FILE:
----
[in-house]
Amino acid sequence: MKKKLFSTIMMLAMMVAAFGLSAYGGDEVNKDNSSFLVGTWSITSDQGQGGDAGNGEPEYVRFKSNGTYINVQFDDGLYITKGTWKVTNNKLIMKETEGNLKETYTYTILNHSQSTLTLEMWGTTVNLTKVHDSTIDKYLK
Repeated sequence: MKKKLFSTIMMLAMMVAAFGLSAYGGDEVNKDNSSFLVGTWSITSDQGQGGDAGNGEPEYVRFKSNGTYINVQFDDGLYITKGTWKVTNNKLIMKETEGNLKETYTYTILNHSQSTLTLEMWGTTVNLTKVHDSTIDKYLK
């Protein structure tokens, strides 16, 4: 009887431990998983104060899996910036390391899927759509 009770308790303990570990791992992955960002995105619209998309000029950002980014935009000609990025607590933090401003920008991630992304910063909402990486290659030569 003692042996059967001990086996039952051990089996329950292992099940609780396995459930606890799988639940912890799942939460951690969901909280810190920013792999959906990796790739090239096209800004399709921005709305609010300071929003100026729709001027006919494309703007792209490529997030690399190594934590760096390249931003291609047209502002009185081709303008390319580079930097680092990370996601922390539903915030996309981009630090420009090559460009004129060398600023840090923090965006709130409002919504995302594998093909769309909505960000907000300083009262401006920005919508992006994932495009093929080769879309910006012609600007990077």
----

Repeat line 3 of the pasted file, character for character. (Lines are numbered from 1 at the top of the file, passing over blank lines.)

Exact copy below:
Repeated sequence: MKKKLFSTIMMLAMMVAAFGLSAYGGDEVNKDNSSFLVGTWSITSDQGQGGDAGNGEPEYVRFKSNGTYINVQFDDGLYITKGTWKVTNNKLIMKETEGNLKETYTYTILNHSQSTLTLEMWGTTVNLTKVHDSTIDKYLK